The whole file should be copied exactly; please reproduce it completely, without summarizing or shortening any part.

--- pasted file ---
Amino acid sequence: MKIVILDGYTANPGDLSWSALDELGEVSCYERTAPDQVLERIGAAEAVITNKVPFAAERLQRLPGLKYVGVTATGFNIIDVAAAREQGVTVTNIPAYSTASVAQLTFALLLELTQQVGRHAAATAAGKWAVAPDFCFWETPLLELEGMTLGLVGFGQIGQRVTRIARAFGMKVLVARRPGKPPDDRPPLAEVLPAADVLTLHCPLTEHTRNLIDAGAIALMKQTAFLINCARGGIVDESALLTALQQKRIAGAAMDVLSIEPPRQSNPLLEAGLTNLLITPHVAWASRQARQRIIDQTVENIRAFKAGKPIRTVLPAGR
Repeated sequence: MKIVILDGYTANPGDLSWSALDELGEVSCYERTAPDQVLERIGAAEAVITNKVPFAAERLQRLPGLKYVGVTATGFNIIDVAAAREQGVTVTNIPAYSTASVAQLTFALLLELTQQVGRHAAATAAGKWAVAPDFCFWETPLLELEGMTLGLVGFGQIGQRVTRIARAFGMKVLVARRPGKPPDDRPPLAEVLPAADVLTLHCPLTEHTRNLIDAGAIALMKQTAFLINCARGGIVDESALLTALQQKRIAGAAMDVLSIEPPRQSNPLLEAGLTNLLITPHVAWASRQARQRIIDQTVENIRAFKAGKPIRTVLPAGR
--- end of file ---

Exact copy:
Amino acid sequence: MKIVILDGYTANPGDLSWSALDELGEVSCYERTAPDQVLERIGAAEAVITNKVPFAAERLQRLPGLKYVGVTATGFNIIDVAAAREQGVTVTNIPAYSTASVAQLTFALLLELTQQVGRHAAATAAGKWAVAPDFCFWETPLLELEGMTLGLVGFGQIGQRVTRIARAFGMKVLVARRPGKPPDDRPPLAEVLPAADVLTLHCPLTEHTRNLIDAGAIALMKQTAFLINCARGGIVDESALLTALQQKRIAGAAMDVLSIEPPRQSNPLLEAGLTNLLITPHVAWASRQARQRIIDQTVENIRAFKAGKPIRTVLPAGR
Repeated sequence: MKIVILDGYTANPGDLSWSALDELGEVSCYERTAPDQVLERIGAAEAVITNKVPFAAERLQRLPGLKYVGVTATGFNIIDVAAAREQGVTVTNIPAYSTASVAQLTFALLLELTQQVGRHAAATAAGKWAVAPDFCFWETPLLELEGMTLGLVGFGQIGQRVTRIARAFGMKVLVARRPGKPPDDRPPLAEVLPAADVLTLHCPLTEHTRNLIDAGAIALMKQTAFLINCARGGIVDESALLTALQQKRIAGAAMDVLSIEPPRQSNPLLEAGLTNLLITPHVAWASRQARQRIIDQTVENIRAFKAGKPIRTVLPAGR